Orthodox Buddhists will explain their faith as a result of his impeccable doctrine, but that’s a rationalization after the fact. It’s just not how humans make decisions. No one will take his teachings personally unless they’re inspired by the life of the man Siddhattha. That’s what enables me to even consider what he has to say. Now I’m not talking about Aśvaghoṣa’s fantastic ‘Life of the Buddha,’ but the more down-to-Earth snippets pieced together from the Pali Canon.

You’ll never scrupulously test something
you’ve already decided is true

It’s not an entirely coherent story, but I’m clear about what it inspires in me. First is Siddhattha’s rejection of consensus and his reliance on subjective experience. Next, his rejection of questions that lead to endless speculation. He also rejected wealth, his privileged life and the exercise of political power. The man rejected big things. His doubts ran deep and he wasn’t afraid to act on them. I too questioned much that I was expected to take for granted, and found the answers wanting. So, I relate to the man.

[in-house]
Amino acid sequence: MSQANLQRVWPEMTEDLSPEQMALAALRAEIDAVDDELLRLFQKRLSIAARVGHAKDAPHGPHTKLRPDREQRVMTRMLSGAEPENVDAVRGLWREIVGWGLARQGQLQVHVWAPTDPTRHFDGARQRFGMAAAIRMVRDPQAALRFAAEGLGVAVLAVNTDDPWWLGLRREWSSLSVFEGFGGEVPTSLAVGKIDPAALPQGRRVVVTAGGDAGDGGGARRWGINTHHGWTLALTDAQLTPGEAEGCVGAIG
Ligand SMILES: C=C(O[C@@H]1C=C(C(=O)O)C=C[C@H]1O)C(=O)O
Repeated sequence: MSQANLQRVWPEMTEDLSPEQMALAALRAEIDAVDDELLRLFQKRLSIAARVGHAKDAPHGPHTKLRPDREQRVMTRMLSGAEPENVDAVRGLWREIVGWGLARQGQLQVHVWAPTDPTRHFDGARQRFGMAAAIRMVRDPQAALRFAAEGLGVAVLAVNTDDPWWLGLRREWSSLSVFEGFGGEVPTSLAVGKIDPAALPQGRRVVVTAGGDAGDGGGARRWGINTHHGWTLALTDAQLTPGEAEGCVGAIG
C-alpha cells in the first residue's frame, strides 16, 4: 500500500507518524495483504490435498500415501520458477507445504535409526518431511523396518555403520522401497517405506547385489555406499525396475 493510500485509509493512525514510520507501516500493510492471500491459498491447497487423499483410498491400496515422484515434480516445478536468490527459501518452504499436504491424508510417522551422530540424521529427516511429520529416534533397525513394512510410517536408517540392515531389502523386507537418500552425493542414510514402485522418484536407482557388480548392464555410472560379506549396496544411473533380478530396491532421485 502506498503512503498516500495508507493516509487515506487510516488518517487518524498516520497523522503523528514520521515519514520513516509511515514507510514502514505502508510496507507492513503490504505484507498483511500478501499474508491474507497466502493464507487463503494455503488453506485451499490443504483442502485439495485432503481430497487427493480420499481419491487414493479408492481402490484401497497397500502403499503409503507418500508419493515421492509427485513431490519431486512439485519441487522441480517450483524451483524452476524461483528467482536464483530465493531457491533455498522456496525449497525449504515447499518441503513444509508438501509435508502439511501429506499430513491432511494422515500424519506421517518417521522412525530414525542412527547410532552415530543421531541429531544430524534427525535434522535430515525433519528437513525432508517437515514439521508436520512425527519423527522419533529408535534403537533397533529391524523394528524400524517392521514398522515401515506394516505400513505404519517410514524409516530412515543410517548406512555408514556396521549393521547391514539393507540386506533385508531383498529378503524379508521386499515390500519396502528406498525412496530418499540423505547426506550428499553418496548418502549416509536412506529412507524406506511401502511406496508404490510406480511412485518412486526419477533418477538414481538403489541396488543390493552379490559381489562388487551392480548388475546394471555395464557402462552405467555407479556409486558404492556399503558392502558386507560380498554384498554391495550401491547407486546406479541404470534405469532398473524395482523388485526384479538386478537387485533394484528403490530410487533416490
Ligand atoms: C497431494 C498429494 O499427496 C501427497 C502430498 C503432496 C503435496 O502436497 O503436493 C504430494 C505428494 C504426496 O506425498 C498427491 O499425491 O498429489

If we’re honest with ourselves, a rather inconvenient question now arises: are we really talking about a man, or is he a myth? There’s no historical proof of Siddhattha’s existence. You might decide with all your heart that he was born and lived more or less as described, but you know that’s just a belief.

I once thought that in order for me to lead the life of a Buddhist, all this had to be true. That’s pretty tenuous reasoning. One day, I admitted my doubts and let it go.